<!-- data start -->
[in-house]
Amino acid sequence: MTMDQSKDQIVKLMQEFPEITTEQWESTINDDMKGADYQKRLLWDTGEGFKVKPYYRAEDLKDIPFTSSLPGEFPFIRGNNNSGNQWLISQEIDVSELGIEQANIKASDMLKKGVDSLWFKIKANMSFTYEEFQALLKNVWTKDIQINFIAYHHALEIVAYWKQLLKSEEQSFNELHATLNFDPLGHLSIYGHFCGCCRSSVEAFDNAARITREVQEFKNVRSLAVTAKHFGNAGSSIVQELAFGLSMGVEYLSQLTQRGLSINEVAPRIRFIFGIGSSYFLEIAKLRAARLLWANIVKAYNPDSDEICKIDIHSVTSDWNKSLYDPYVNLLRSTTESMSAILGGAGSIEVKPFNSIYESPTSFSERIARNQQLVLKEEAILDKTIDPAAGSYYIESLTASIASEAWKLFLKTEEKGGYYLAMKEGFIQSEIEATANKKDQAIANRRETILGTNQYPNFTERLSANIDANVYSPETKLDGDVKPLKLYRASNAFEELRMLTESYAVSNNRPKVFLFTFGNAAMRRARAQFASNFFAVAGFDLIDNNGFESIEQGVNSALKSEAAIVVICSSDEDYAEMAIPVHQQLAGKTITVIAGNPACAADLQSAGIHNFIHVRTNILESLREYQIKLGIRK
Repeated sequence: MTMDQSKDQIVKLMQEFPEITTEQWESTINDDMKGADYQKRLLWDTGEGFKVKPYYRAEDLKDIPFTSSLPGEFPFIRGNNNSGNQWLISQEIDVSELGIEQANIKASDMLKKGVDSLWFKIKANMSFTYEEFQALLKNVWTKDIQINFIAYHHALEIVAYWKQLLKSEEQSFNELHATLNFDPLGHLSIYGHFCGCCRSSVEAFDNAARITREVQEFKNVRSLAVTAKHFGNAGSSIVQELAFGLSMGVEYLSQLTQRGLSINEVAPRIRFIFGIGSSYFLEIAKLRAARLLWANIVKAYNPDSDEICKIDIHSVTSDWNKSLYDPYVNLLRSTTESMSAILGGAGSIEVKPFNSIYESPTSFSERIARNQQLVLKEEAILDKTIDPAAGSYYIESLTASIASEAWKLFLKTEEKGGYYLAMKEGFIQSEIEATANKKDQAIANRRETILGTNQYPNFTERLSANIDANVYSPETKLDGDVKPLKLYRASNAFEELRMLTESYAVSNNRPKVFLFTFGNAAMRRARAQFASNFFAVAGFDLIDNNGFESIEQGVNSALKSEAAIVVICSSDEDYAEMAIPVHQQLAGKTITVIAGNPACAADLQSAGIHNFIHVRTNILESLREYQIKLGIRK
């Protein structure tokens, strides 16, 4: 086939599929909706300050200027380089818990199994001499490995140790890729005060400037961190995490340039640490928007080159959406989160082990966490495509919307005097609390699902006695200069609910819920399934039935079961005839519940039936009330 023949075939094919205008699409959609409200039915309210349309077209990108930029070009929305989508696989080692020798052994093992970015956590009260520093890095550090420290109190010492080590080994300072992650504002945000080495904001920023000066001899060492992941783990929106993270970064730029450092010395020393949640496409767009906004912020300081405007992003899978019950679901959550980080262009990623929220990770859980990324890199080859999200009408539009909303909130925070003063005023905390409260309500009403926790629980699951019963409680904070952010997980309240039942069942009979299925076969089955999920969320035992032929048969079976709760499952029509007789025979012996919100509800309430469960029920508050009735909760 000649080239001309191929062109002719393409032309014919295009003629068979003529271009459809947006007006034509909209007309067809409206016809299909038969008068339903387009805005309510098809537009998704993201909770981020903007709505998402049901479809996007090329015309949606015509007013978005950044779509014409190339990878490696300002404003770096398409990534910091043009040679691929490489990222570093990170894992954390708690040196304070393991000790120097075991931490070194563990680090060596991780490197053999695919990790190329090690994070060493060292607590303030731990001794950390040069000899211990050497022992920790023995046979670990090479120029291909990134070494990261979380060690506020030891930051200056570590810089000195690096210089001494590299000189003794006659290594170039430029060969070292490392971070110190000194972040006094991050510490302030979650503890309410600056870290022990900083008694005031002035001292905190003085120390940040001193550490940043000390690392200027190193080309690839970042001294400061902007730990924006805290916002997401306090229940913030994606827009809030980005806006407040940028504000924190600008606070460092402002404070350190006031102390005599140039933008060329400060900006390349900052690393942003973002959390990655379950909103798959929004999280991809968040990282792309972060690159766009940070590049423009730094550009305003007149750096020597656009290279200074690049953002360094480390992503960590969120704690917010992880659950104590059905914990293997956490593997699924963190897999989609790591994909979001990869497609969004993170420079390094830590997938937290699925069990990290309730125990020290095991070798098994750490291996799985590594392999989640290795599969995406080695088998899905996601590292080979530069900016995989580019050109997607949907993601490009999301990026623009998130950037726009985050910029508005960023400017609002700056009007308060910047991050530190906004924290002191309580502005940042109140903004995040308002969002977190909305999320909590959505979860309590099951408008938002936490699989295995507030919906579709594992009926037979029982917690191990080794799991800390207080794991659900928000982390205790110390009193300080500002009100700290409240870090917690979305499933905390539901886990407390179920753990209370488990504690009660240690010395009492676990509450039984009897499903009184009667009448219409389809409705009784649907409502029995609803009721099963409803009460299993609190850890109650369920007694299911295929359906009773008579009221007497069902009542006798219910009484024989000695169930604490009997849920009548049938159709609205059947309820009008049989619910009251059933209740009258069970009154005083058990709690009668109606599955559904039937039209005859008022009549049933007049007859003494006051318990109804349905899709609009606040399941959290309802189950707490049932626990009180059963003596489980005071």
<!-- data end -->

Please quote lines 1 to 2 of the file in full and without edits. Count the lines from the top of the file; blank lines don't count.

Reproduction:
[in-house]
Amino acid sequence: MTMDQSKDQIVKLMQEFPEITTEQWESTINDDMKGADYQKRLLWDTGEGFKVKPYYRAEDLKDIPFTSSLPGEFPFIRGNNNSGNQWLISQEIDVSELGIEQANIKASDMLKKGVDSLWFKIKANMSFTYEEFQALLKNVWTKDIQINFIAYHHALEIVAYWKQLLKSEEQSFNELHATLNFDPLGHLSIYGHFCGCCRSSVEAFDNAARITREVQEFKNVRSLAVTAKHFGNAGSSIVQELAFGLSMGVEYLSQLTQRGLSINEVAPRIRFIFGIGSSYFLEIAKLRAARLLWANIVKAYNPDSDEICKIDIHSVTSDWNKSLYDPYVNLLRSTTESMSAILGGAGSIEVKPFNSIYESPTSFSERIARNQQLVLKEEAILDKTIDPAAGSYYIESLTASIASEAWKLFLKTEEKGGYYLAMKEGFIQSEIEATANKKDQAIANRRETILGTNQYPNFTERLSANIDANVYSPETKLDGDVKPLKLYRASNAFEELRMLTESYAVSNNRPKVFLFTFGNAAMRRARAQFASNFFAVAGFDLIDNNGFESIEQGVNSALKSEAAIVVICSSDEDYAEMAIPVHQQLAGKTITVIAGNPACAADLQSAGIHNFIHVRTNILESLREYQIKLGIRK